Emefiele’s reappointment, Buhari’s masterstroke for the economy

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By Chika Otuchikere

With the reappointment of Central Bank of Nigeria (CBN) governor, Mr. Godwin Emefiele, to hold sway in the country apex bank for another five years, President Muhammadu Buhari has scored a high point ahead of his own second term in office. By this reappointment, Emefiele has also earned himself the enviable scorecard as the first CBN governor to secure a two-term mandate since the country’s return to democratic rule in 1999. The reappointment is also a clear endorsement of all the governor’s monetary and fiscal policies which helped to drag the country out of the murky waters of economic recession and placed it on a stable path.

Emefiele first took up the Augean task as the country’s number one banker in 2014 at the twilight of the leadership of then President, Dr. Goodluck Jonathan. By 2015 when the Peoples Democratic Party government was ousted in the general elections, speculations were rife that the country’s new helmsman, Buhari would find a replacement for the CBN governor, which he was constitutionally empowered to do if he so wished. However, then too, there were predictions from financial and economic pundits that the economy was winding down into a recession, which, if not handled with tact and gumption, could plunge the country into a depression.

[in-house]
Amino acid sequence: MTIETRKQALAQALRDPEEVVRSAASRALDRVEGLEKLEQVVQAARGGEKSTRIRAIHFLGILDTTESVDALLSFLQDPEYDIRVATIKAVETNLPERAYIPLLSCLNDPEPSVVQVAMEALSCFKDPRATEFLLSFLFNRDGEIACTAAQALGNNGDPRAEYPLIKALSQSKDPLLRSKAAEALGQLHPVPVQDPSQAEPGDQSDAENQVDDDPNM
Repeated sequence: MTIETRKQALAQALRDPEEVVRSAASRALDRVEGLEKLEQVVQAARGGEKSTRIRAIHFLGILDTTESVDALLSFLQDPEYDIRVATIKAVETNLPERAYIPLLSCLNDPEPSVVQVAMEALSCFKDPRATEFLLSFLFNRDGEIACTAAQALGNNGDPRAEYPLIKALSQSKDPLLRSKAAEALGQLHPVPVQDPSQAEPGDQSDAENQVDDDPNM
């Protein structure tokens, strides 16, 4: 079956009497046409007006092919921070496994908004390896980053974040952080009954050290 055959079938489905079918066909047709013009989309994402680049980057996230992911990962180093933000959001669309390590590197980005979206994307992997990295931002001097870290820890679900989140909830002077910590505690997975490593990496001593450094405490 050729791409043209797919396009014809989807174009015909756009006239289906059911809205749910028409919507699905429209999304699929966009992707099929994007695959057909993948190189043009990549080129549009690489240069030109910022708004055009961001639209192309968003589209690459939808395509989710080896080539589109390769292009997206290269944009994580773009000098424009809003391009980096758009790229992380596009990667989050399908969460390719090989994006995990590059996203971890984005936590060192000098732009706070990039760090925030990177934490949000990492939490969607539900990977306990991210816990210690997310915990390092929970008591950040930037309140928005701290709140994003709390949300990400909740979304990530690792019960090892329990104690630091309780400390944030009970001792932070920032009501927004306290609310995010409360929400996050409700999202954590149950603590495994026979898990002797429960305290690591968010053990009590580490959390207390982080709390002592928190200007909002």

The advisers of the new government of President Muhammadu Buhari may have advised the president that it was not expedient to meddle with the current leadership of the office of the chief monetary officer, given his vast experience and expertise garnered from his track record in the private sector, particularly, the banking and academia. Buhari retained Emefiele and gave him a free hand to deploy his vast armory of knowhow to ensure that the economy did not take the nosedive into economic Armageddon. Thursday’s reappointment is a resounding verdict that the president’s 2015 decision paid off. It also proved that Mr. Emefiele had been on tract with his policies despite his detractors.